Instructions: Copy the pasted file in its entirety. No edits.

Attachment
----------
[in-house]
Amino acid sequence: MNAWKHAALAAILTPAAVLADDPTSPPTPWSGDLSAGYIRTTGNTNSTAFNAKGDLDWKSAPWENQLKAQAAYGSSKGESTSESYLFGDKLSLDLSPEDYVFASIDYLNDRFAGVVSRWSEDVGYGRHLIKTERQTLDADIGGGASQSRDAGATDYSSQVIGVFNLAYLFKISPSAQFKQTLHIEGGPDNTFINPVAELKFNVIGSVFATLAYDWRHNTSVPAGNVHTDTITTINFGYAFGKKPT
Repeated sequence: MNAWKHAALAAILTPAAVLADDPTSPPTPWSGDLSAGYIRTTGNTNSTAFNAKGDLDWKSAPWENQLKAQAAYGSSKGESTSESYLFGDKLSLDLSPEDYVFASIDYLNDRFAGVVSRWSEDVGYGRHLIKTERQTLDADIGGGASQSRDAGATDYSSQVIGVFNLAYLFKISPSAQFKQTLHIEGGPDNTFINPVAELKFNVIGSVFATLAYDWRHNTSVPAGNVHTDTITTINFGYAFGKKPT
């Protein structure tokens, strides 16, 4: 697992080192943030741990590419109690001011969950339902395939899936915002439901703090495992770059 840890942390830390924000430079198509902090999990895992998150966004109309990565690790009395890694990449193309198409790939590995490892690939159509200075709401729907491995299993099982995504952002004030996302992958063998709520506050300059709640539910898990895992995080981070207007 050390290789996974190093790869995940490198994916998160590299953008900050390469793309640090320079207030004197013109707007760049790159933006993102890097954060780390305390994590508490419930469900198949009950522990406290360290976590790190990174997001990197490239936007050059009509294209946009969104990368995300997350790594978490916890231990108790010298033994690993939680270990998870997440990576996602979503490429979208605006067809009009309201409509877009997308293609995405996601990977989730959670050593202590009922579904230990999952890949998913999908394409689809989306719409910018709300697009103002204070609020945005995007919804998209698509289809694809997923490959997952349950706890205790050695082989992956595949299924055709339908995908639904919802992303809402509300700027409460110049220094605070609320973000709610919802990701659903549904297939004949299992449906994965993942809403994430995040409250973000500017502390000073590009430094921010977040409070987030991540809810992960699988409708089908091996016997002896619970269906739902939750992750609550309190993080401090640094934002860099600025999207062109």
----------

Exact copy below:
[in-house]
Amino acid sequence: MNAWKHAALAAILTPAAVLADDPTSPPTPWSGDLSAGYIRTTGNTNSTAFNAKGDLDWKSAPWENQLKAQAAYGSSKGESTSESYLFGDKLSLDLSPEDYVFASIDYLNDRFAGVVSRWSEDVGYGRHLIKTERQTLDADIGGGASQSRDAGATDYSSQVIGVFNLAYLFKISPSAQFKQTLHIEGGPDNTFINPVAELKFNVIGSVFATLAYDWRHNTSVPAGNVHTDTITTINFGYAFGKKPT
Repeated sequence: MNAWKHAALAAILTPAAVLADDPTSPPTPWSGDLSAGYIRTTGNTNSTAFNAKGDLDWKSAPWENQLKAQAAYGSSKGESTSESYLFGDKLSLDLSPEDYVFASIDYLNDRFAGVVSRWSEDVGYGRHLIKTERQTLDADIGGGASQSRDAGATDYSSQVIGVFNLAYLFKISPSAQFKQTLHIEGGPDNTFINPVAELKFNVIGSVFATLAYDWRHNTSVPAGNVHTDTITTINFGYAFGKKPT
């Protein structure tokens, strides 16, 4: 697992080192943030741990590419109690001011969950339902395939899936915002439901703090495992770059 840890942390830390924000430079198509902090999990895992998150966004109309990565690790009395890694990449193309198409790939590995490892690939159509200075709401729907491995299993099982995504952002004030996302992958063998709520506050300059709640539910898990895992995080981070207007 050390290789996974190093790869995940490198994916998160590299953008900050390469793309640090320079207030004197013109707007760049790159933006993102890097954060780390305390994590508490419930469900198949009950522990406290360290976590790190990174997001990197490239936007050059009509294209946009969104990368995300997350790594978490916890231990108790010298033994690993939680270990998870997440990576996602979503490429979208605006067809009009309201409509877009997308293609995405996601990977989730959670050593202590009922579904230990999952890949998913999908394409689809989306719409910018709300697009103002204070609020945005995007919804998209698509289809694809997923490959997952349950706890205790050695082989992956595949299924055709339908995908639904919802992303809402509300700027409460110049220094605070609320973000709610919802990701659903549904297939004949299992449906994965993942809403994430995040409250973000500017502390000073590009430094921010977040409070987030991540809810992960699988409708089908091996016997002896619970269906739902939750992750609550309190993080401090640094934002860099600025999207062109």